Wed | Aug 15, 2018

Editorial: PM must lead fight against corruption

Published:Friday | April 17, 2015 | 12:00 AM

What Barack Obama did not say in public, but told CARICOM leaders during their summit in Kingston last week, was that the Caribbean, Jamaica included, has a problem of corruption. It is a point that US officials, usually in less-polite language than employed by the president in Kingston, have been making to their counterparts in bilateral and other meetings.

Jamaicans don't need the Americans to tell them that. Their perception of the country in which they live is that it is corrupt. On Transparency International's (TI) global corruption index for 2014, Jamaica ranked 85 among 175 countries, with a score of 38 - of a possible 100 - where the higher the score, the lower the perception of corruption. Jamaica has hovered at the same score for three years.

A different survey by TI, a year earlier, found that more than eight in 10 Jamaicans believed corruption to be a serious problem. Similar ratios had the same perception of the island's political parties and of its constabulary. Nearly half of the population believed the judiciary and public officials to be corrupt. These findings were largely congruent with those from the Jamaica segment of a project reviewing perceptions of governance in the Americas.

The greater significance of President Obama's observation is the context in which it was fitted - as a matter to be dealt with in enhancing the Caribbean's economic competitiveness, which was a key agenda issue of the summit.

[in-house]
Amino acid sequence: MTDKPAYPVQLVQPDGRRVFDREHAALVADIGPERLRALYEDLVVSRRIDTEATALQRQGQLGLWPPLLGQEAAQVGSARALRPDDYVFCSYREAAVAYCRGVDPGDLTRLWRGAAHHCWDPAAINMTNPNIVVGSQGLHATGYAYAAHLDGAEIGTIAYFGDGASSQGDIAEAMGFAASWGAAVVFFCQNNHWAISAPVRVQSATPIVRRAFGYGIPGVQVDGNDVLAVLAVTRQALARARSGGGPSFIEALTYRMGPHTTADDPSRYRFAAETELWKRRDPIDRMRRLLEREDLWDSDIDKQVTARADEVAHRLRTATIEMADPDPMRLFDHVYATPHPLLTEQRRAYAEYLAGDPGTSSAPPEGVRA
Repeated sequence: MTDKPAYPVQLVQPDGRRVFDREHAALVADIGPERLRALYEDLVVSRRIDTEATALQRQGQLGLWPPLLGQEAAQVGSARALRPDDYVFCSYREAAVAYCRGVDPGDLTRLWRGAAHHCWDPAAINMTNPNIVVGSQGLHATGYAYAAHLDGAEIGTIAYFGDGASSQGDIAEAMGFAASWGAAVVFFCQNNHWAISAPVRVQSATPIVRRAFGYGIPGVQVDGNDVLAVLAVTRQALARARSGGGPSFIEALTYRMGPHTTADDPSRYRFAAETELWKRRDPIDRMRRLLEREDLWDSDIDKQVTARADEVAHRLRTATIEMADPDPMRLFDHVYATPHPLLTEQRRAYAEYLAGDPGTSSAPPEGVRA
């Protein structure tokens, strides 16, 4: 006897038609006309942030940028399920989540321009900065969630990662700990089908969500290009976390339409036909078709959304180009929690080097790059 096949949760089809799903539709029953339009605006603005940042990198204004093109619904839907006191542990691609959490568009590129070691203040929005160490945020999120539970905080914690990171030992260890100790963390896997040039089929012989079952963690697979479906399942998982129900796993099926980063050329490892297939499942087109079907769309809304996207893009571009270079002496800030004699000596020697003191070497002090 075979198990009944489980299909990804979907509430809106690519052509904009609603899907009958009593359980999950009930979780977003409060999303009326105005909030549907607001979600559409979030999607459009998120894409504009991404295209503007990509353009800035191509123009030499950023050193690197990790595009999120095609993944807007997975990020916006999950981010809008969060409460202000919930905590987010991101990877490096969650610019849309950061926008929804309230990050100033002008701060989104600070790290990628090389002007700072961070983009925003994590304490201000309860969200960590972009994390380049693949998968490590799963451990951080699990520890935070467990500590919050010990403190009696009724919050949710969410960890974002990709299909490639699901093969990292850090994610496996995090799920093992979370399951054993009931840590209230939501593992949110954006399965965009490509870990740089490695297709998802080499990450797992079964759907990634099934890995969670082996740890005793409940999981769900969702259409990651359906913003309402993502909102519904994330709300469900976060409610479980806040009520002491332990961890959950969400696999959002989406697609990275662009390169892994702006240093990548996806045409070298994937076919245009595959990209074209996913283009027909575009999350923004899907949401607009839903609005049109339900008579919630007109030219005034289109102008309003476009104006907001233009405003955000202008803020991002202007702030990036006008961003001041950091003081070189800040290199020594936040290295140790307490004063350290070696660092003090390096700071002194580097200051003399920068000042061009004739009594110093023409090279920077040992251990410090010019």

Jamaica, in recent times, has been doing better on this front. In the World Bank's most recent global report on the ease of doing business, Jamaica ranked 58th of 189 countries, while in the World Economic Forum's analysis of global competitiveness, it was 86th of 144. Recent reforms, including tighter fiscal managing, under the island's agreement with the International Monetary Fund (IMF), are largely responsible for the improvements.

Indeed, President Obama congratulated the wisdom of the Government's hard work to meet its IMF obligations, even as he stressed the need to accelerate growth. But as the Americans have been making clear, inducing investment and growth and fighting corruption are not mutually exclusive issues. They are part of the same whole.

Embedded in the fiscal austerity imposed by the Jamaican Government is part of the cost of corruption, which translates to lost, unrecoverable economic opportunity. It is not inconsequential, in the circumstance, that wasteful government spending, insufficient transparency in policymaking and the impact of criminal violence - all potential causes and effects of corruption - are areas in which Jamaica lags on the competitiveness reports. In other words, fighting corruption is a matter on which the Simpson Miller administration must urgently change gear in the battle for improved domestic and global competitiveness.

Hard economic policies apart, the spate of analyses into Singapore's success, in the wake of Lee Kuan Yew's death, arrived at a consistent conclusion - that he ran a clean, uncorrupt, predictable government, in which people could invest with a bankable expectation of returns in jobs, growth and improved living standards.

Prime Minister Simpson Miller promised such an approach to governance, including an intolerance of corruption, when she took office. Her administration has moved to strengthen institutions, but we do not sense that there is an invested, unrestrained champion in the Government in the war against corruption. The PM must suit up and assume the generalship on this front.